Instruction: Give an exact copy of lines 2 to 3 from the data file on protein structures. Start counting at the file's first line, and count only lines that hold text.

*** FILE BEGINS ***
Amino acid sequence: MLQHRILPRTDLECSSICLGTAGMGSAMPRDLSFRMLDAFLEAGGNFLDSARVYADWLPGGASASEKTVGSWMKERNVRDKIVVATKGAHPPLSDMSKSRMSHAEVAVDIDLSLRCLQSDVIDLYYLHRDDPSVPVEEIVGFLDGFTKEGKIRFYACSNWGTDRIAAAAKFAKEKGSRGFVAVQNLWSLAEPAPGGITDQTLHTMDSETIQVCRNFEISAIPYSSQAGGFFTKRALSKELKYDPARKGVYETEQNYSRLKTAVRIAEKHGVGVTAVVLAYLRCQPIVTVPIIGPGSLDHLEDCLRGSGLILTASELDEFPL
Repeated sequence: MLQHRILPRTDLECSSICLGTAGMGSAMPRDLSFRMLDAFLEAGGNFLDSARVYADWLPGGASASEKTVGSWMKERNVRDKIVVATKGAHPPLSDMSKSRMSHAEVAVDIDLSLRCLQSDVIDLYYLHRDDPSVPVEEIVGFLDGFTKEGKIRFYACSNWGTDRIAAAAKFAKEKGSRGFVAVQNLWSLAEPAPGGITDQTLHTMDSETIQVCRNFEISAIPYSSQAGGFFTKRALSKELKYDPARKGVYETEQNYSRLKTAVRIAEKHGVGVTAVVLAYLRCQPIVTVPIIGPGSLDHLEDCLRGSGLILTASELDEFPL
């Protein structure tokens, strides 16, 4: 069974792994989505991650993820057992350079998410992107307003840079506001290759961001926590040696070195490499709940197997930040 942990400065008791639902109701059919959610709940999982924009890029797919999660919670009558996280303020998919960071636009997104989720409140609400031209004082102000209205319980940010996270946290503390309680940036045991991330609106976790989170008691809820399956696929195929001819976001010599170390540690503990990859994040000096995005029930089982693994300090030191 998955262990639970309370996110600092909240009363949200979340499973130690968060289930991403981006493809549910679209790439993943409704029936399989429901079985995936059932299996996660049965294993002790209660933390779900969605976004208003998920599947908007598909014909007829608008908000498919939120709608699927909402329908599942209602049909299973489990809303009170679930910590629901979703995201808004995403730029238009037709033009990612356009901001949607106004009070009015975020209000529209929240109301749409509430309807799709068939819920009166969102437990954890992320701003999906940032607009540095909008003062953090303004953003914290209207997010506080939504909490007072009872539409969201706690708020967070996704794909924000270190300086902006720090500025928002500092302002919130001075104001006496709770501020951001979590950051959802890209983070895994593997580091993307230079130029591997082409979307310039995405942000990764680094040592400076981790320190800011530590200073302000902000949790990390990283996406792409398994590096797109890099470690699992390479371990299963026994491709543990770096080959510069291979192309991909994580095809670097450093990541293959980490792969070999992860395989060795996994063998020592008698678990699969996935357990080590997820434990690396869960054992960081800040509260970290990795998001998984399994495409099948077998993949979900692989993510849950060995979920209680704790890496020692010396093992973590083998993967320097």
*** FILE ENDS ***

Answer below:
Repeated sequence: MLQHRILPRTDLECSSICLGTAGMGSAMPRDLSFRMLDAFLEAGGNFLDSARVYADWLPGGASASEKTVGSWMKERNVRDKIVVATKGAHPPLSDMSKSRMSHAEVAVDIDLSLRCLQSDVIDLYYLHRDDPSVPVEEIVGFLDGFTKEGKIRFYACSNWGTDRIAAAAKFAKEKGSRGFVAVQNLWSLAEPAPGGITDQTLHTMDSETIQVCRNFEISAIPYSSQAGGFFTKRALSKELKYDPARKGVYETEQNYSRLKTAVRIAEKHGVGVTAVVLAYLRCQPIVTVPIIGPGSLDHLEDCLRGSGLILTASELDEFPL
């Protein structure tokens, strides 16, 4: 069974792994989505991650993820057992350079998410992107307003840079506001290759961001926590040696070195490499709940197997930040 942990400065008791639902109701059919959610709940999982924009890029797919999660919670009558996280303020998919960071636009997104989720409140609400031209004082102000209205319980940010996270946290503390309680940036045991991330609106976790989170008691809820399956696929195929001819976001010599170390540690503990990859994040000096995005029930089982693994300090030191 998955262990639970309370996110600092909240009363949200979340499973130690968060289930991403981006493809549910679209790439993943409704029936399989429901079985995936059932299996996660049965294993002790209660933390779900969605976004208003998920599947908007598909014909007829608008908000498919939120709608699927909402329908599942209602049909299973489990809303009170679930910590629901979703995201808004995403730029238009037709033009990612356009901001949607106004009070009015975020209000529209929240109301749409509430309807799709068939819920009166969102437990954890992320701003999906940032607009540095909008003062953090303004953003914290209207997010506080939504909490007072009872539409969201706690708020967070996704794909924000270190300086902006720090500025928002500092302002919130001075104001006496709770501020951001979590950051959802890209983070895994593997580091993307230079130029591997082409979307310039995405942000990764680094040592400076981790320190800011530590200073302000902000949790990390990283996406792409398994590096797109890099470690699992390479371990299963026994491709543990770096080959510069291979192309991909994580095809670097450093990541293959980490792969070999992860395989060795996994063998020592008698678990699969996935357990080590997820434990690396869960054992960081800040509260970290990795998001998984399994495409099948077998993949979900692989993510849950060995979920209680704790890496020692010396093992973590083998993967320097």